Some good information here. Thanks for sharing. But hot rice has to be the most delicious means of surviving at a subsistence level.
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Old 02-04-10, 04:18 PM
  #34  
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I also thought cooking rice with a dynamo is a really impossible, at most completely impractical, idea; so before shooting my mouth off I made some simple calculations.

With a 300ml pot, insulated on all sides with 1cm thick polystyrene foam, a 3W dynamo will heat the full pot of water to 80degC in a bit over 30min. That seems quite doable. The water won't get any hotter than 80degC with a 3W dynamo but assuming you could cook rice longer at lower temperature, that is fine. With a 16W system that becomes much more possible again.

So, I changed my mind - it seems like something to throw some effort at to test the idea!
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Old 02-04-10, 05:01 PM
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Originally Posted by jur
I also thought cooking rice with a dynamo is a really impossible, at most completely impractical, idea; so before shooting my mouth off I made some simple calculations.

With a 300ml pot, insulated on all sides with 1cm thick polystyrene foam, a 3W dynamo will heat the full pot of water to 80degC in a bit over 30min. That seems quite doable. The water won't get any hotter than 80degC with a 3W dynamo but assuming you could cook rice longer at lower temperature, that is fine. With a 16W system that becomes much more possible again.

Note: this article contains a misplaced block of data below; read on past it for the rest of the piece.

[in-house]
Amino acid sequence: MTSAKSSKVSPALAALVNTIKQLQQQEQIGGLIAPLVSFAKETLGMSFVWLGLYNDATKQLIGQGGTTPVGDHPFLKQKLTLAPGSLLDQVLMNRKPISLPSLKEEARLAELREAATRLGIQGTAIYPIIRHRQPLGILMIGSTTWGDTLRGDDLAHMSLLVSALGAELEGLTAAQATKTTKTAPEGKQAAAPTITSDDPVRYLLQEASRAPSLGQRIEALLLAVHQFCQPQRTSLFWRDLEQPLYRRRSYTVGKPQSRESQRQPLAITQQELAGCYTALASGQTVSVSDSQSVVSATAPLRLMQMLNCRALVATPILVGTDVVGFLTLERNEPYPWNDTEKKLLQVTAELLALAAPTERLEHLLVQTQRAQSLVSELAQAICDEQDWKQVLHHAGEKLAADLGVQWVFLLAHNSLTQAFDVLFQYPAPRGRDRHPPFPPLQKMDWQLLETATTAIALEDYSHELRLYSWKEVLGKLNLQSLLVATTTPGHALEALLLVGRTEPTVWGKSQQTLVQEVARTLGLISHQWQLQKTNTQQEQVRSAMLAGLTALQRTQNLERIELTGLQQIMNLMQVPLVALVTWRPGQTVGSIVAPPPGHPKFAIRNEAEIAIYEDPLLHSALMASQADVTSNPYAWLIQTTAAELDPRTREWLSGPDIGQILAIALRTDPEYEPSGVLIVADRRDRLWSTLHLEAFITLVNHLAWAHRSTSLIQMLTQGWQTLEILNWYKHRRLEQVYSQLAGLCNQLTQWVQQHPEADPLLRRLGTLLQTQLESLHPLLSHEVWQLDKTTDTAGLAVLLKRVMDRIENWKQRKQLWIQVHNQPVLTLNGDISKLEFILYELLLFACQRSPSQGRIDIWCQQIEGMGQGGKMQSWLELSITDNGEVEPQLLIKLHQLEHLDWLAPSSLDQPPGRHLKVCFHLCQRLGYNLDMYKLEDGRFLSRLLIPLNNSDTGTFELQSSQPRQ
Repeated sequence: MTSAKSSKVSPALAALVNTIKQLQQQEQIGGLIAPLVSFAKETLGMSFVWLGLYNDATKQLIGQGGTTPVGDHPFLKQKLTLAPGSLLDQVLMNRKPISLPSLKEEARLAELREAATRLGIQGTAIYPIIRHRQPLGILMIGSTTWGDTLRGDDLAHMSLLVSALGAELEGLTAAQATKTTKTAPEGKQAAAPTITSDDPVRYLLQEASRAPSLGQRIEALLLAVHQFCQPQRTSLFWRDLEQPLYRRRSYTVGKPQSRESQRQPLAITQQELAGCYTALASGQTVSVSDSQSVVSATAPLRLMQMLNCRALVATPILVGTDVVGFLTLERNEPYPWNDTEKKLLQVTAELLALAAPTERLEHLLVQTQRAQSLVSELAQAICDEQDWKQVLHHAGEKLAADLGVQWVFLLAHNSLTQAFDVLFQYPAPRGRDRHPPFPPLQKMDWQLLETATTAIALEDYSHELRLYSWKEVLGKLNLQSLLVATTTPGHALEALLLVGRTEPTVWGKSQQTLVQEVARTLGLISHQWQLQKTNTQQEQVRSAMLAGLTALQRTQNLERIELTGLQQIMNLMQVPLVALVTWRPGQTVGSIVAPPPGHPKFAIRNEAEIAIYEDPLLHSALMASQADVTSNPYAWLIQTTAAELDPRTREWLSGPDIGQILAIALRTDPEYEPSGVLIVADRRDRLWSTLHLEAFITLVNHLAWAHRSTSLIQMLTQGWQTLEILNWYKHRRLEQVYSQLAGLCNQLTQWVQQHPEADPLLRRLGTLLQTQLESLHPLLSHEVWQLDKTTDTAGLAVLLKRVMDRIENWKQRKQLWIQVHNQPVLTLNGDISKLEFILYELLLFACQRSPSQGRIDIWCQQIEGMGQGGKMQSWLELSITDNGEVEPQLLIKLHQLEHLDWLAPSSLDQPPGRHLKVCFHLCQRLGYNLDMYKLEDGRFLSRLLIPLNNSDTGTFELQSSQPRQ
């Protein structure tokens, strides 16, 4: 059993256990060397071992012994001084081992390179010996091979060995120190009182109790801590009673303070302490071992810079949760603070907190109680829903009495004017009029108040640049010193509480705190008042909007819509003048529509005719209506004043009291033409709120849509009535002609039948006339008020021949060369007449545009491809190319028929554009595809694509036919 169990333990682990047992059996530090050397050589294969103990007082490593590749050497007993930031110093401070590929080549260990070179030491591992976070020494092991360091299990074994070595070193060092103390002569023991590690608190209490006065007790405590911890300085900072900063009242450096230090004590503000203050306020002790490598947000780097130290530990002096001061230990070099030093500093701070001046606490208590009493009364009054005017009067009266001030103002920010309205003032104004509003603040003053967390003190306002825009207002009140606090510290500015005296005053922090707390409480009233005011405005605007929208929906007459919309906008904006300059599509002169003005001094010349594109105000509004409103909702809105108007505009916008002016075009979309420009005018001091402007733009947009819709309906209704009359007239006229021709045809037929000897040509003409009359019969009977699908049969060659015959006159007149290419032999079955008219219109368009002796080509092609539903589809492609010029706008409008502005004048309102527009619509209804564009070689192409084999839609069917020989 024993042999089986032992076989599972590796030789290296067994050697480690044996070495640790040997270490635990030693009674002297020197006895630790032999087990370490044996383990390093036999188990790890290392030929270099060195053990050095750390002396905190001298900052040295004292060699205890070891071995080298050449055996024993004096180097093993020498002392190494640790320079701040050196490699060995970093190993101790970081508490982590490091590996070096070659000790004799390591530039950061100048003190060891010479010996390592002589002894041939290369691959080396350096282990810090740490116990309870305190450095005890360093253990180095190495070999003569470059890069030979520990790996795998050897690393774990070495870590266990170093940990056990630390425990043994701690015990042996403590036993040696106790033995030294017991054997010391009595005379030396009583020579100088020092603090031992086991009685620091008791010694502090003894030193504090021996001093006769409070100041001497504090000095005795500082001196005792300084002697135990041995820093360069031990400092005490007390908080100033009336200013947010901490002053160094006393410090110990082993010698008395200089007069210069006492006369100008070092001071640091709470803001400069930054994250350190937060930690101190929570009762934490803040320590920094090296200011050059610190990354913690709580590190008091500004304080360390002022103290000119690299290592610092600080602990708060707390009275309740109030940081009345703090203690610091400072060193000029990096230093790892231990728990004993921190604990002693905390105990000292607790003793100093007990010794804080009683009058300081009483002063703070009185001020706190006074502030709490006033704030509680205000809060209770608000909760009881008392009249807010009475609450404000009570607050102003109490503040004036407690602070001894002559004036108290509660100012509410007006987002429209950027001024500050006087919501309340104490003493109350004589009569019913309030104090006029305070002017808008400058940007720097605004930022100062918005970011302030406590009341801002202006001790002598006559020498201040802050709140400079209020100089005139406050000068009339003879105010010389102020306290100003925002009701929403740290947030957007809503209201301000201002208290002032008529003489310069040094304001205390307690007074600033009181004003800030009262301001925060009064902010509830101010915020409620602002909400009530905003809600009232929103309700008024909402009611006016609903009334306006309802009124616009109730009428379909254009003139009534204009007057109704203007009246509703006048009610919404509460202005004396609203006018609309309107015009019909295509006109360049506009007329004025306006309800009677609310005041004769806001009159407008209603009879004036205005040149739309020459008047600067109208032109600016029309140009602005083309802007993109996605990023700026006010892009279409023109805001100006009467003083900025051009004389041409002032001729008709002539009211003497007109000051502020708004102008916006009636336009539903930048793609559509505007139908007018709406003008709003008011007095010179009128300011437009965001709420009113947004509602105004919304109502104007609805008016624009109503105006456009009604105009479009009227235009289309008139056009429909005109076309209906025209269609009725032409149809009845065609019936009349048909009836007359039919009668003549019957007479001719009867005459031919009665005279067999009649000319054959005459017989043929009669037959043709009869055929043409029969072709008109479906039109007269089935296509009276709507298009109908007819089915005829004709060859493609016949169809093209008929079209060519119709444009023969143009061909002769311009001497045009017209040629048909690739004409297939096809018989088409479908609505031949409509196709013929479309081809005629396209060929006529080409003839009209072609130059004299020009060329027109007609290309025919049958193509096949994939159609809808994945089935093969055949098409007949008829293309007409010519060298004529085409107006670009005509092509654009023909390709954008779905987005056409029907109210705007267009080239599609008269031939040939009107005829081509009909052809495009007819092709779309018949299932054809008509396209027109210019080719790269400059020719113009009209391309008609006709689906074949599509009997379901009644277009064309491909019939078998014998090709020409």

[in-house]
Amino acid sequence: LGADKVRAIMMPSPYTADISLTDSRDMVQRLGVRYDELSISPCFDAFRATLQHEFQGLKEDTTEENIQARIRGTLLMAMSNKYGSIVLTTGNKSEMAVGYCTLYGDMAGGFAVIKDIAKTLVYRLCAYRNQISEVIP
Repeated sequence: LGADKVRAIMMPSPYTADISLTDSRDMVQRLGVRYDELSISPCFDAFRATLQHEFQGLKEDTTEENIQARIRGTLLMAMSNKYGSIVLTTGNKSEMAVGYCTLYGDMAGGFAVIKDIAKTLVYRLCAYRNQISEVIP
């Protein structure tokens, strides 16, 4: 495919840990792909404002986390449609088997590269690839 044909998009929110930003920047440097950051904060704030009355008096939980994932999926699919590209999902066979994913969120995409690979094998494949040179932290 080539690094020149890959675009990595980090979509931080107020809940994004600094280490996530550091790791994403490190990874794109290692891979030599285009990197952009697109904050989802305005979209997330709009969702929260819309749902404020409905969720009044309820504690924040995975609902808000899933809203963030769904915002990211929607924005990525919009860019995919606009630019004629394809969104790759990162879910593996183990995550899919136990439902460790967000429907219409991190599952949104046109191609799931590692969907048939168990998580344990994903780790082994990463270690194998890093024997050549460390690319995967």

So, I changed my mind - it seems like something to throw some effort at to test the idea!
30 min? It takes 4.2 Joules to heat 1 gram of water 1 degree celsius. So to heat 300g 60 degrees it takes 75600 J. There are 5400 J delivered by a 3W source in 30 min. You need more like 7 hours, but it's still doable because 300ml of water makes enough rice for an entire day. You only need like 100ml for a meal, so we're down to 140 minutes, and if we use a 16W source we're down to about 25 minutes of heating (figure an hour total cooking time to satisfy murphy's law).

I think I'm going to use one of these:

or maybe one of these if I decide it's more expedient to cook for the whole day at once:
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Old 02-04-10, 05:42 PM
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Originally Posted by chucky
30 min? It takes 4.2 Joules to heat 1 gram of water 1 degree celsius. So to heat 300g 60 degrees it takes 75600 J. There are 5400 J delivered by a 3W source in 30 min. You need more like 7 hours...
Well I screwed that up somewhere... good thing I don't do calcs for a living!

Ah crap I do!
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Old 02-04-10, 09:01 PM
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so any1 have a link of the specs of this shimano hub that is supposed to be coming out in march?
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Old 02-04-10, 11:01 PM